Candida: The Unfriendly YeastPage 5 of 8

3 Symptoms, Diagnosis, and Management of Candida


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Clinical Symptoms

The clinical symptoms vary depending on the location affected by the yeast. From head to toe, the most common sites for fungal infections include the scalp, skin, mouth, gastrointestinal tract, genitourinary tract, vagina, and nail beds of the hands and feet. The most dangerous type of fungal infection is an invasive infection (or systemic infection) that enters the bloodstream; it is called candidemia.  Fungal infections that originate in the oral cavity and extend into the esophagus have a higher potential to become an invasive infection because they become systemic.

Classically, yeast infections look red, warm, sometimes scaly, and continue to spread if not treated. They can be itchy but not generally painful unless directly on the skin of the genitals and buttocks. They generally do not cause a fever but if not treated can cause a sense of malaise and gastrointestinal upset and bloating if in the GI tract. To review the specific symptoms, let’s look at each of them based on locations of the body.

Skin Infections

Topical skin infections include the scalp, head, face, back, chest, axilla, under the breast or in other skin folds, and anywhere on the body from head to toe. When a yeast infection develops on the skin it generally appears red, scaly and inflamed with symptoms of itching and burning, however unique configurations can occur that help diagnose the yeast. An example is the classic shape of a ringworm infection on the skin, called Tinea corporis. Ringworm is misnamed because there is no actual worm on the skin, rather the unique shape caused by the dermatophyte yeast. Superficial skin infections by yeast at the epidermis are caused by fungi called dermatophytes.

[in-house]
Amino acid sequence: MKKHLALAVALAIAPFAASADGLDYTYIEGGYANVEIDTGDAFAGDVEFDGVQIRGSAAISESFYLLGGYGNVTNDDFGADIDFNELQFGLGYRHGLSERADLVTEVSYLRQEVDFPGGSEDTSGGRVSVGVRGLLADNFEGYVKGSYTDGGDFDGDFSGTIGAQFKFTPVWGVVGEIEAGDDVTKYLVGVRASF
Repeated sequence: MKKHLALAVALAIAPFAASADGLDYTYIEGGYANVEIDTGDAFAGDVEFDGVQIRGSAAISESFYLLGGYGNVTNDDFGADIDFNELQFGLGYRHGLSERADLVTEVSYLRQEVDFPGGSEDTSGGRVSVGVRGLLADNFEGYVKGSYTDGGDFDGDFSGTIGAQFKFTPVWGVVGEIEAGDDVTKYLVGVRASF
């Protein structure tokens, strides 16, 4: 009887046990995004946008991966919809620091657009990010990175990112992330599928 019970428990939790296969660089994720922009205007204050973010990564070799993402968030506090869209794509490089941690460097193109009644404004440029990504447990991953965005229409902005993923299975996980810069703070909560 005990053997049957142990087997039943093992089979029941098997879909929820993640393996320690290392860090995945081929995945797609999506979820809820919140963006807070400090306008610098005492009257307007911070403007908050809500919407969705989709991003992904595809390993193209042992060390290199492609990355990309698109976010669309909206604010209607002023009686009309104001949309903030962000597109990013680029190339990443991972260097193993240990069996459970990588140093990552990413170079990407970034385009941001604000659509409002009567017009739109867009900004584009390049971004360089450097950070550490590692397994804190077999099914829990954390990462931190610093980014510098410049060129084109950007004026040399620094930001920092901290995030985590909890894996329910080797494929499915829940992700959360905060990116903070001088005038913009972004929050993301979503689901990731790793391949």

Internal Infections

Because yeast is very common as topical normal flora, skin infections can easily develop given the right environment. Additionally, the moist and warm internal environment of the body offers ideal growth for candida.

Vaginal Candidiasis

Vaginal Candidiasis

Speculum exam in candidal vulvovaginitis, showing thick, curd-like plaque on the anterior vaginal wall. A slightly erythematous base is visible close to the center of the image, where some of the plaque was scraped off. Mikael Häggström. Source: Wikimedia Commons. Creative Commons CC0 1.0 Universal Public Domain Dedication.

From head to toe, internal candida infections commonly occur in the mouth, known as oral thrush. It appears as a white sticky coating and can even appear hairy from the extensions of hyphae. It can be easily treated with an oral antifungal, such as a swish and swallow medication. Good oral hygiene for patients on ventilators and rinsing after taking an inhaled glucocorticoid can help prevent this.

Gastrointestinal yeast infections often present as GI bloating, nausea, vomiting, diarrhea and generalized malaise. In diets high in sugar, the GI yeast can easily grow and contribute to belly fat, constipation, poor metabolism of food, and further infection (García-Elorriaga & Rey-Pineda, 2013).

A very common internal yeast infection occurs in the vagina. Symptoms include vaginal itching, foul fishy odor, and white cottage-cheese–like discharge. Upon visualization using a speculum, it is easy to diagnose because of its white discharge. It can be cultured for definitive diagnosis, however, most clinicians will easily recognize it and treat it with antifungals intravaginally, or orally.

Skin yeast infections can also appear as a red, flat rash with scalloped edges. Satellite lesions are extensions of the original yeast that grow to extend the rash. As noted above, tinea infections are identified by their location on the body.

Diagnosing Candida

KOH Test on a Candida Specimen

Photo of KOH Test on Vaginal Wet Mount

KOH test on a vaginal wet mount showing slings of pseudohyphae of Candida albicans surrounded by vaginal epithelial cells conferring a diagnosis of candidal vulvovaginitis. Mikael Häggström. Source: Wikimedia Commons. Creative Commons CC0 1.0 Universal Public Domain Dedication.

Often a candida infection is easily identifiable but a definitive diagnosis can only be done via a microscope or culturing. A skin scraping or swab sampling can be placed under a microscope, which reveals the typical and classic hyphae or fern-like growths. A single drop of potassium hydroxide, KOH, is often added to the microscopic slide, which dissolves the human skin cell wall and exposes the yeast and identifiable hyphae.